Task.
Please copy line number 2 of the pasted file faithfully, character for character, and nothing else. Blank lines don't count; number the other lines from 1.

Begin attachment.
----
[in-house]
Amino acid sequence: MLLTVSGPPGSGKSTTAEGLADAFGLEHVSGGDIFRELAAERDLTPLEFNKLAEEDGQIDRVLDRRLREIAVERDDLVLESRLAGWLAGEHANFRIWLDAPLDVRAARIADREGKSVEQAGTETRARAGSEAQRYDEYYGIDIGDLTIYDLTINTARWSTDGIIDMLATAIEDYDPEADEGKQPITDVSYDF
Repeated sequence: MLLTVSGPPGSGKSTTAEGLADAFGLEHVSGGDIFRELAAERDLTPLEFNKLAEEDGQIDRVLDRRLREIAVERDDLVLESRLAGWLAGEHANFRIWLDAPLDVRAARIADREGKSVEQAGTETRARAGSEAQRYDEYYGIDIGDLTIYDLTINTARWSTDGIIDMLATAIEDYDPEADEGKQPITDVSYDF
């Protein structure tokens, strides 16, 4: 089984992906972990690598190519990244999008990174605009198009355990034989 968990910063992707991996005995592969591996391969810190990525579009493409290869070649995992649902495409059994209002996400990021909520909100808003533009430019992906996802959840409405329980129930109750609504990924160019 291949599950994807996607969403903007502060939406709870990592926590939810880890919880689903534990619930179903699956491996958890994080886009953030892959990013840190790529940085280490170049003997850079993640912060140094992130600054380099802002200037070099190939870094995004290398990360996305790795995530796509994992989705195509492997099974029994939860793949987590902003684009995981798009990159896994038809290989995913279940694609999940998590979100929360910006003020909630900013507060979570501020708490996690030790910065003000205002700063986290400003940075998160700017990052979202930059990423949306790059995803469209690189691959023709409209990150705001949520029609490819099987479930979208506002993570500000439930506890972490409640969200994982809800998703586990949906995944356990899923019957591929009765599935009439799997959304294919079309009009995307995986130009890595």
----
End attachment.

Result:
Amino acid sequence: MLLTVSGPPGSGKSTTAEGLADAFGLEHVSGGDIFRELAAERDLTPLEFNKLAEEDGQIDRVLDRRLREIAVERDDLVLESRLAGWLAGEHANFRIWLDAPLDVRAARIADREGKSVEQAGTETRARAGSEAQRYDEYYGIDIGDLTIYDLTINTARWSTDGIIDMLATAIEDYDPEADEGKQPITDVSYDF